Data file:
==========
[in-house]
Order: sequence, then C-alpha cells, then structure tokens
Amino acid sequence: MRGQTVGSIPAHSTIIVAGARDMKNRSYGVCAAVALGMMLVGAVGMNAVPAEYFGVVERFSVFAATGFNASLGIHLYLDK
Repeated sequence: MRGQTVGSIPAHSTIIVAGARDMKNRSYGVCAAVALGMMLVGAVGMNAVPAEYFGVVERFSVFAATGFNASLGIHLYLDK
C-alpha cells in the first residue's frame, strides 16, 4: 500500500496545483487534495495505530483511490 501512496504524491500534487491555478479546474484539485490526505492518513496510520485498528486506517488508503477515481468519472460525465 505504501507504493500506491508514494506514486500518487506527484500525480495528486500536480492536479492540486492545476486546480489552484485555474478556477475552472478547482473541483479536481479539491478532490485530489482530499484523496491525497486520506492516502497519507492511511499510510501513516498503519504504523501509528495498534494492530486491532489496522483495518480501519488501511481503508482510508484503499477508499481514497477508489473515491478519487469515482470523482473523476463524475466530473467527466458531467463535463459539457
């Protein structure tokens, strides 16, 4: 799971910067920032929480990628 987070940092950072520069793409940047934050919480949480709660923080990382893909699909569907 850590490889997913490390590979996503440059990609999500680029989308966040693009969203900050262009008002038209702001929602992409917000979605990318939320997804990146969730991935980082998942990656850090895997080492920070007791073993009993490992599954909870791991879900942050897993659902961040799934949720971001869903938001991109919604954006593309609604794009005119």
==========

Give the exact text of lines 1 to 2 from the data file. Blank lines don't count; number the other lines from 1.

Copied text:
[in-house]
Order: sequence, then C-alpha cells, then structure tokens